Cooking chicken by boiling or poaching is easy and great for making healthy, oil-free, meals. It may sound bland, but this results in deliciously moist meat and a pot of chicken stock. When boiling or poaching chicken, you want to use meat that still has the skin on and the bone in, so you can purchase cheaper cuts of meat and save money while eating healthy. You can boil a whole chicken or pieces of chicken. Shred the cooked meat and use it in salads, sandwiches, wraps, soup or, my favourite, bang bang chicken (recipe here). Another healthy and simple way to cook chicken is by steaming (see recipe here).
How to Boil / Poach Chicken
Recipe adapted from Hong Kong & China Gas Chinese Cookbook
Use skin-on and bone-in chicken (1 whole chicken or several chicken breasts or several whole legs). Wash the chicken well under cool running water. Place the chicken in a large stock pot and add enough water to cover the chicken plus an additional inch or two. Cover the pot with its lid and bring it to a boil over high heat. Then reduce the heat to maintain a simmer for 10 minutes. Remove and discard any dark coloured foam that forms at the surface.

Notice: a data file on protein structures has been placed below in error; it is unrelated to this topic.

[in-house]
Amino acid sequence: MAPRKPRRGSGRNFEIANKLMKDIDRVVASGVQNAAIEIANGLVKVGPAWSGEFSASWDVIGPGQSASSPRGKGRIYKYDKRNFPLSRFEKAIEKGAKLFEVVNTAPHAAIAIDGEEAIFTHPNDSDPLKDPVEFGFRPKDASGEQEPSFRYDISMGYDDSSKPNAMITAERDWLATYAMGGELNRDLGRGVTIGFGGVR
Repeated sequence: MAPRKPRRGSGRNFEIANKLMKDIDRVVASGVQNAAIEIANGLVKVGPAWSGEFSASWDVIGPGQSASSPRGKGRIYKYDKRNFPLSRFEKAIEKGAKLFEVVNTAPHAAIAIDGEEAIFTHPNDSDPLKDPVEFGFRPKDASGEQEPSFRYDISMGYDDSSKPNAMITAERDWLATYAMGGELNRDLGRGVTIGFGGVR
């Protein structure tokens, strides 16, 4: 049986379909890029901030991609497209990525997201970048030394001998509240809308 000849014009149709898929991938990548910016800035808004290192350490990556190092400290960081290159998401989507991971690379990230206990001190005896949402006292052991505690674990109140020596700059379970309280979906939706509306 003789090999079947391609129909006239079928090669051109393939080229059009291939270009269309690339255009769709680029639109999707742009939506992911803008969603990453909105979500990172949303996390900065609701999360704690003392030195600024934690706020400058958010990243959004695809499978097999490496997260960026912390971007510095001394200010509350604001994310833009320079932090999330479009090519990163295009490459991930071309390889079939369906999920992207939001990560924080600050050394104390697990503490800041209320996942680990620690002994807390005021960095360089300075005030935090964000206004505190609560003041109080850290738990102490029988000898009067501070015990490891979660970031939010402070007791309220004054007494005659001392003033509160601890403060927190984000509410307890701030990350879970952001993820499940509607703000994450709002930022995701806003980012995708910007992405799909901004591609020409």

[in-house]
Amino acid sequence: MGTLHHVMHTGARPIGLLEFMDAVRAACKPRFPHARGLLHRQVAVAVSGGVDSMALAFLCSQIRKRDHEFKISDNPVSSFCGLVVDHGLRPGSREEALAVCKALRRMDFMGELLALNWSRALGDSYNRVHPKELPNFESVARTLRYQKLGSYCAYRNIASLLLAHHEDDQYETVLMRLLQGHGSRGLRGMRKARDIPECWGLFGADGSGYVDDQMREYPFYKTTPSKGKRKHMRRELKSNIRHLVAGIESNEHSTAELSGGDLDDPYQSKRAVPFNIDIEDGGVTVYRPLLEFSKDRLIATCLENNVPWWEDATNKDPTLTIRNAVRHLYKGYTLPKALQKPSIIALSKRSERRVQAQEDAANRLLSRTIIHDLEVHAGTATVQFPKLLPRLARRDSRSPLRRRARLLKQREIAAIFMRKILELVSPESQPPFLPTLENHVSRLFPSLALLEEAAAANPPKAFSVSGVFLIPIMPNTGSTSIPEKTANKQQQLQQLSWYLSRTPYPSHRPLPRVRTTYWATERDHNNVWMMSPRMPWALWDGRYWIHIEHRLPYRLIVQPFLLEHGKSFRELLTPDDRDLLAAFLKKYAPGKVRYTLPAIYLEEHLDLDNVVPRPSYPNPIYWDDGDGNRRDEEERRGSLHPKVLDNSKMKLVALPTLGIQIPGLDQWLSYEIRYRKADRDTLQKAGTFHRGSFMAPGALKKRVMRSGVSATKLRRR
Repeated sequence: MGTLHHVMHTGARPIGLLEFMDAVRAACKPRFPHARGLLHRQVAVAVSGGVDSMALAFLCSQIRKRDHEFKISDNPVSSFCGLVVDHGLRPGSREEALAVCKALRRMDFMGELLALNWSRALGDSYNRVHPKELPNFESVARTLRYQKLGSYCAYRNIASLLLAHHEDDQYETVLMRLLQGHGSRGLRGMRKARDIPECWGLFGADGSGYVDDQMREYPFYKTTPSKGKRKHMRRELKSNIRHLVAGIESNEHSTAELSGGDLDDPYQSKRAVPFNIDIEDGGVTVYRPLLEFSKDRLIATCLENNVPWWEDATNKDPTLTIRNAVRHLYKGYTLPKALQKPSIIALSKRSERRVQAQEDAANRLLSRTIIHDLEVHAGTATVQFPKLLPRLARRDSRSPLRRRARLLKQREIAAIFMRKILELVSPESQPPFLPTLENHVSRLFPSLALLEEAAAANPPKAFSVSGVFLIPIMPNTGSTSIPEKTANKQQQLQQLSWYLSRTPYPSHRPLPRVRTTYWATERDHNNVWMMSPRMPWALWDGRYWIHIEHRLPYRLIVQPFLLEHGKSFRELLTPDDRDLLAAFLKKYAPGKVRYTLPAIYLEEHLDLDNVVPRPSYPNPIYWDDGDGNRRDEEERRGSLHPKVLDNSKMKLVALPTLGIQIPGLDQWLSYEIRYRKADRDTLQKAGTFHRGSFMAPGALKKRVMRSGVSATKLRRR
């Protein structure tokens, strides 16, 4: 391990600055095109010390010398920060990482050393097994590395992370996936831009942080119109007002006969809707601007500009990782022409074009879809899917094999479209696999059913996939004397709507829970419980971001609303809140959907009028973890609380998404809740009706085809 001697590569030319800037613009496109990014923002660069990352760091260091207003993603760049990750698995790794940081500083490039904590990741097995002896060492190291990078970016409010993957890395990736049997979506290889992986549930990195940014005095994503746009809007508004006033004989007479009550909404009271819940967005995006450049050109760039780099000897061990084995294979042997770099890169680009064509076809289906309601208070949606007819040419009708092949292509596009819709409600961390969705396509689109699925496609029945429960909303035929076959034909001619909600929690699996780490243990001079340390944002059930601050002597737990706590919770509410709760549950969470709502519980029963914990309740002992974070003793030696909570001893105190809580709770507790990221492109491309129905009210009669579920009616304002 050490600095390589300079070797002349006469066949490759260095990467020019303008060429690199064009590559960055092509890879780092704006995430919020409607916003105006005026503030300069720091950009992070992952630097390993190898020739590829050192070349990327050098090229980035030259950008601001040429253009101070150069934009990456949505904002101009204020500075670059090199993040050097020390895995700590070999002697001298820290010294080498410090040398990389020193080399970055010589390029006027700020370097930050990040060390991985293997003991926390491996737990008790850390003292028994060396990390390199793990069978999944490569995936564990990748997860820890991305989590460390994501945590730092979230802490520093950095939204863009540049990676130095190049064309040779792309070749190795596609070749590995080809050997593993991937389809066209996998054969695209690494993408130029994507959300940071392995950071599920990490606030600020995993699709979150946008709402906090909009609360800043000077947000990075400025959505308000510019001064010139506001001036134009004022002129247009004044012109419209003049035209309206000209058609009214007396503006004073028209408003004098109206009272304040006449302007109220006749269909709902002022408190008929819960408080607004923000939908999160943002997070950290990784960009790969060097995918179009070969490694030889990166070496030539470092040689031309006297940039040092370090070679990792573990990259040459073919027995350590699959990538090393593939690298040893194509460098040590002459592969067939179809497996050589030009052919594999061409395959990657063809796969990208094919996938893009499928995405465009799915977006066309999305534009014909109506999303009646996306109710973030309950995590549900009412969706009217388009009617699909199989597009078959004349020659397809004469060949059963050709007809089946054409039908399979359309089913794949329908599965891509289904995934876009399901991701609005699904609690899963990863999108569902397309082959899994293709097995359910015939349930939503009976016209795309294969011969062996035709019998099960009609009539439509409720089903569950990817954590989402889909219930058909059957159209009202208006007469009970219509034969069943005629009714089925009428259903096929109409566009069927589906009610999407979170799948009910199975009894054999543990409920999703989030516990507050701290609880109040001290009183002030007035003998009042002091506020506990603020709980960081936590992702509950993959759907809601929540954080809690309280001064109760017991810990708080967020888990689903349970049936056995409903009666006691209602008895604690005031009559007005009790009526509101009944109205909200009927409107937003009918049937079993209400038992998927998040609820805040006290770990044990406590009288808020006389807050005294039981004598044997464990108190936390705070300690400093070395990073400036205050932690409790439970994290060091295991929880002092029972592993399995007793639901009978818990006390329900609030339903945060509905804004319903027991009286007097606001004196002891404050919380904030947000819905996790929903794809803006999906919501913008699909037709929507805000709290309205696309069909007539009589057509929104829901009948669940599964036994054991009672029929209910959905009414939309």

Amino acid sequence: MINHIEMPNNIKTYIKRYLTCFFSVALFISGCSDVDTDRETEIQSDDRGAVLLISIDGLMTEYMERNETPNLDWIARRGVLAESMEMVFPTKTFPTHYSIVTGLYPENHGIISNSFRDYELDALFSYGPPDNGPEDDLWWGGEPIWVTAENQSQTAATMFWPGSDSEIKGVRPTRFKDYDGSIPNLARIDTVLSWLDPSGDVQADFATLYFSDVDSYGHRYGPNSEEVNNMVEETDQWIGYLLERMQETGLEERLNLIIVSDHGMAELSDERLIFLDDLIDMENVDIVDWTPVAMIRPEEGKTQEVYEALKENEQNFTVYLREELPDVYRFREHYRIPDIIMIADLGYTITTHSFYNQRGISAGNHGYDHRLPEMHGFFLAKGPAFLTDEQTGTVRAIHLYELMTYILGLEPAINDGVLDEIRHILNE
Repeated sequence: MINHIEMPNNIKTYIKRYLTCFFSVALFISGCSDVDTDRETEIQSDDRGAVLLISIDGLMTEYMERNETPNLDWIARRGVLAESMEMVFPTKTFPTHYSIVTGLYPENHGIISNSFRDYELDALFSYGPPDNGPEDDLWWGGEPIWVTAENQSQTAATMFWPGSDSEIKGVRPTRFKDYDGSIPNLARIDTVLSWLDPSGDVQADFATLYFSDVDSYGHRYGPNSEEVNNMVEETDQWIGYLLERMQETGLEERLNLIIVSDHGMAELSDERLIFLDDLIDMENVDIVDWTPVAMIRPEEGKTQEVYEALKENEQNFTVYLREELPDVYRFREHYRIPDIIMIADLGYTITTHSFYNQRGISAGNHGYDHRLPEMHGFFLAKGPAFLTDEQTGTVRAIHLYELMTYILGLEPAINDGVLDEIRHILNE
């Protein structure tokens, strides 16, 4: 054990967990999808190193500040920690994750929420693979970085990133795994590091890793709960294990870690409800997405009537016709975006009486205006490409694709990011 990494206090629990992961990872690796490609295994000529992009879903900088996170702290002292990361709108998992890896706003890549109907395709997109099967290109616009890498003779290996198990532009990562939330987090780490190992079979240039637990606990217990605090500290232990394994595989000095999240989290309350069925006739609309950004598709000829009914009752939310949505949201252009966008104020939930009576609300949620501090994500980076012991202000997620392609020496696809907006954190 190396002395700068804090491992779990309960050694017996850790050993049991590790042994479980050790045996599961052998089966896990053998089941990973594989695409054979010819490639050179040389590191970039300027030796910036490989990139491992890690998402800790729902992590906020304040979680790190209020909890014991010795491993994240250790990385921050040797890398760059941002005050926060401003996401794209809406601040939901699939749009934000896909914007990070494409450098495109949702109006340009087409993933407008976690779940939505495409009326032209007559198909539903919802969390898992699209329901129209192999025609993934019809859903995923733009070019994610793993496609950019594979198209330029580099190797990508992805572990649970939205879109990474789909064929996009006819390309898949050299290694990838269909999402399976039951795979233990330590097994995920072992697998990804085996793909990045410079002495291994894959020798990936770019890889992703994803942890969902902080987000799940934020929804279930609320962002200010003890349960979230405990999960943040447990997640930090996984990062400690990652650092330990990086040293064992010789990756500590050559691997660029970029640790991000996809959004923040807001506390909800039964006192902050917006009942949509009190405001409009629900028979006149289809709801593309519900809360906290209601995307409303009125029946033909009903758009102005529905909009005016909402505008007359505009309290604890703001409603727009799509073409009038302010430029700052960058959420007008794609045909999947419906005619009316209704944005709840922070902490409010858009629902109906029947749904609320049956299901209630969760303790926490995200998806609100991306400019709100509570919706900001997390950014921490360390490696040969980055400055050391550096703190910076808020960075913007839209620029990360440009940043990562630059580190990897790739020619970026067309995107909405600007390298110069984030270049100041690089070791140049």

Add 100 ml (3 fluid ounces) of cold water, carefully turn the chicken upside down using tongs, cover the pot and bring it back to a boil. Then simmer for 10 more minutes. Then add 100 ml (3 fluid ounces) of cold water, turn the chicken upside down again, cover the pot, and bring it back to a boil again. Simmer for 10 more minutes. (Note: The addition of cold water is supposed to improve the texture of the meat. This is also a technique that’s recommended for boiling dumplings.)
You can either repeat this process (starting with adding 100 ml of cold water) until the chicken is cooked through, or you can remove the pot from the heat and leave it to stand until the chicken is cooked through, up to 1 hour. Either way, do not allow the chicken to be overcooked or the texture of the meat will be too soft and unappealing. When the meat shrinks away from the ends of the bones, the meat should be cooked through. To check, pierce the thigh joint with a sharp knife and if the juices run clear, it’s done. When the chicken is just cooked through, carefully remove it from the pot and transfer it to a large plate. When the meat is cool enough to handle, shred it into small pieces using your bare hands or two forks, or cut it up with a large knife. Reserve the boiling liquid and use it as chicken stock or freeze it for another day.